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Top secret NSA document-mayan-astronomy.pdf

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DQCrD: 3882937

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(b) (3)-P.L. B6-36

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(U) The Maya Astronomical Conrputer
Charles H. Lacombe an
The ftrllon'ing artit:le rt'a.s fir'st published inthe lVirrter tg77 issue of NSA Tec:lrnical Jounral, \iol.

(b) (3)-P.L. B6-36
XXII, No. f.

(fr1 ?nhrs paper presents euidence of a ufsua/ astrononlncal contplter which wolrld haue enabled Maya astrononter-priesfs to accomplish contplex astronontical calculations simp Iy and qccurately. Their obsert)afrons were recorded in hieroglyphic books, irt uhich tlrcy deueloped tables for prediction. Three struiuing books-the Dresden., Paris, and Madrid codices-contain such tables, utith the explanations and spe cifi.c applications.

(Li) lmtr<tducfion
Mayan civilization flotrrished in Guatemala, El Salvador, and the Ytrcatan Peninsula of Mexico,
prodtrcing marvels of architecttrre and indubitabl,v" one of the world's mostlttrzzling systems of writing. ln spite of extensive efforts by scholars of many countries, no one has yet solved the riddle of the Maya Hierogl.yphics. Their decipherment is a mot'e

(U) The circle is basic to their religion and philt is basic to their calendars, ?lmanacs, and tables of prediction of celestial events. The-v viewed the universe and all within it as an trnending and expanding circle of time and space. This is a concept trnique to the ancient Maya-at least it was unique to the Maya until Einstein came along. They even conceived of the directions as circular, counting from the east quadrant cottn terclockwise around the circle. We know this from their incantations and the positioning of the directional glyphs in the Maya codices.
losophy of life.

(U) From circa 3oo A.D. to 9oo A.D.,

the (U) Even the glyphs are written within a circle, in a caftouche, with prefixes, postfixes, super'fixes, strbfixes, and infixes added to the circle as reqttit'ed by the text. In the three suwiving codices, in murals, and on pott€ry, the circle is trsed to enclose the characters, and the affixes cltrster arollnd it. ln the stone inscriptions, the block form is substituted for the circle, but the principle is still the same.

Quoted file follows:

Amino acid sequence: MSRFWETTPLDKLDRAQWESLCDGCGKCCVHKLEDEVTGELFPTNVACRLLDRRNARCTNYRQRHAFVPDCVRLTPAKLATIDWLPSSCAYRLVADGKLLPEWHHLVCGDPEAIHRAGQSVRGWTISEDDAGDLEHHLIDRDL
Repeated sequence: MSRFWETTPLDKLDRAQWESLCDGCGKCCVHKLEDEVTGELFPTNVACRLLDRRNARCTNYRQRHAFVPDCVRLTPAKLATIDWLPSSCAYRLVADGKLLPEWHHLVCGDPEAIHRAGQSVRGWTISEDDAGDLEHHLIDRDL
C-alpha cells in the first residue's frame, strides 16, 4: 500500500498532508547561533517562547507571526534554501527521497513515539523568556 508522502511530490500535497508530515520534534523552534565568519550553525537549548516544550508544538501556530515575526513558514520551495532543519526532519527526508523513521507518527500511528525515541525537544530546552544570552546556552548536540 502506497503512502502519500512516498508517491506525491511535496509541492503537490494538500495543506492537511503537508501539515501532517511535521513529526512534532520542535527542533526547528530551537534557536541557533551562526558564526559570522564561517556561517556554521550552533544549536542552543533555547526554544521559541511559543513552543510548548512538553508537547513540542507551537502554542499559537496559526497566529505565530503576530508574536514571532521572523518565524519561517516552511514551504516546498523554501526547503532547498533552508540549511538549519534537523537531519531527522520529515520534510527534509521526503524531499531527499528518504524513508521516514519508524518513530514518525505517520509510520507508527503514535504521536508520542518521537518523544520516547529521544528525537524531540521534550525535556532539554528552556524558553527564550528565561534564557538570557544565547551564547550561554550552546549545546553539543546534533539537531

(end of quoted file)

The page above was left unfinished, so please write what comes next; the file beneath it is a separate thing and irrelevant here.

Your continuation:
cliffictrlt task than soh'ing the Egyptian, Hittite, Babylonian, Cretan, and other ancient scripts, for' a lot more is involved than merely equating signs with sounds. We can hope for a Rosetta Stone or a Behisttrn inscription in three languag€s, one of which can be read, such as Spanish. But until one appears, \rye mtut be satisfied rvith the scant materials available. (U) This enigmatic writing system is so different from any other in human history that it will e.ertainly reqtrire crflrtanalytic techniqtres to make plain text out of the Maya mdlange of dotrble-dtrty ideographs, rebuses, and phonograms. Not only is a knowledge of the Maya religion a necessary

(U) The Maya astronomer-priests, in their
obsession with time, showed an uncanny' abiliS'to play their calendars against one another to achieve extraordinary accuracy through a system of muttral correction and to arrive at common "resting places" when two or mol'e celestial events would coincide. This repoft will present evidence of a vistral astro -

nomical comptrter which wotrld have enabled the Maya to accomplish these complex calculations simply and accuratehr. (U) For centuries the priests watcheC the hear'enly bodies parade across the sky in perfect, pre dictable order, exactly on cue. All was recot'ded in their hierogllphic books, in which they developed tables for prediction. Three of these books which

pl'erequisite to ultimate solution of the writing, but also an appreciation of the Maya mentality and concept of the cyclical nature of all things in heaven and earth.

have strlived-the Dresdeil, Paris, and Madrid Page l3s

(b) (1) (b) (3)-P.L. B6-36

DoCrD: 3882937
b) (1) b) (3)-P.L. B6-36
codices-contain strch tables, with explanations